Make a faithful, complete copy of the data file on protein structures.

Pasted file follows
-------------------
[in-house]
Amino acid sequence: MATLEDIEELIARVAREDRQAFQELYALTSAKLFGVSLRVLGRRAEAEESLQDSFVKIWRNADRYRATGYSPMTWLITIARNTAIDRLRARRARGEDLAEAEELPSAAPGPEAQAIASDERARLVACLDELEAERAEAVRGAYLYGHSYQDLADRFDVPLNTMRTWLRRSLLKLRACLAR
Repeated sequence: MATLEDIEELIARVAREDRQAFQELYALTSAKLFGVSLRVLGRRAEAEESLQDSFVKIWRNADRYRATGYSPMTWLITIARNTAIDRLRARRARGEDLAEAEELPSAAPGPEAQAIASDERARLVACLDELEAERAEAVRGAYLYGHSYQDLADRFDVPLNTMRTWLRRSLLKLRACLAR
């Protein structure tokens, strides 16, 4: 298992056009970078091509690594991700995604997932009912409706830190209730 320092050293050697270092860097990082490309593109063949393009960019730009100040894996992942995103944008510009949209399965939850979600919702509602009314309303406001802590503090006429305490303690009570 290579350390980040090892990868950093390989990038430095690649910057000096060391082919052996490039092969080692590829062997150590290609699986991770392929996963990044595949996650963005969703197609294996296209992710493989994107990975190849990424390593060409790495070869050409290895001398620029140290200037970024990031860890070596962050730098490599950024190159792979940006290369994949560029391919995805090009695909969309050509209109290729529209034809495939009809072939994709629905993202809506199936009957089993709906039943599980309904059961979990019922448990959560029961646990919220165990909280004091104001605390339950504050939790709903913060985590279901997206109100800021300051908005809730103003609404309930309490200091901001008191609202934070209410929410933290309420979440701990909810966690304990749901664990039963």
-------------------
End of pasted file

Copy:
[in-house]
Amino acid sequence: MATLEDIEELIARVAREDRQAFQELYALTSAKLFGVSLRVLGRRAEAEESLQDSFVKIWRNADRYRATGYSPMTWLITIARNTAIDRLRARRARGEDLAEAEELPSAAPGPEAQAIASDERARLVACLDELEAERAEAVRGAYLYGHSYQDLADRFDVPLNTMRTWLRRSLLKLRACLAR
Repeated sequence: MATLEDIEELIARVAREDRQAFQELYALTSAKLFGVSLRVLGRRAEAEESLQDSFVKIWRNADRYRATGYSPMTWLITIARNTAIDRLRARRARGEDLAEAEELPSAAPGPEAQAIASDERARLVACLDELEAERAEAVRGAYLYGHSYQDLADRFDVPLNTMRTWLRRSLLKLRACLAR
């Protein structure tokens, strides 16, 4: 298992056009970078091509690594991700995604997932009912409706830190209730 320092050293050697270092860097990082490309593109063949393009960019730009100040894996992942995103944008510009949209399965939850979600919702509602009314309303406001802590503090006429305490303690009570 290579350390980040090892990868950093390989990038430095690649910057000096060391082919052996490039092969080692590829062997150590290609699986991770392929996963990044595949996650963005969703197609294996296209992710493989994107990975190849990424390593060409790495070869050409290895001398620029140290200037970024990031860890070596962050730098490599950024190159792979940006290369994949560029391919995805090009695909969309050509209109290729529209034809495939009809072939994709629905993202809506199936009957089993709906039943599980309904059961979990019922448990959560029961646990919220165990909280004091104001605390339950504050939790709903913060985590279901997206109100800021300051908005809730103003609404309930309490200091901001008191609202934070209410929410933290309420979440701990909810966690304990749901664990039963």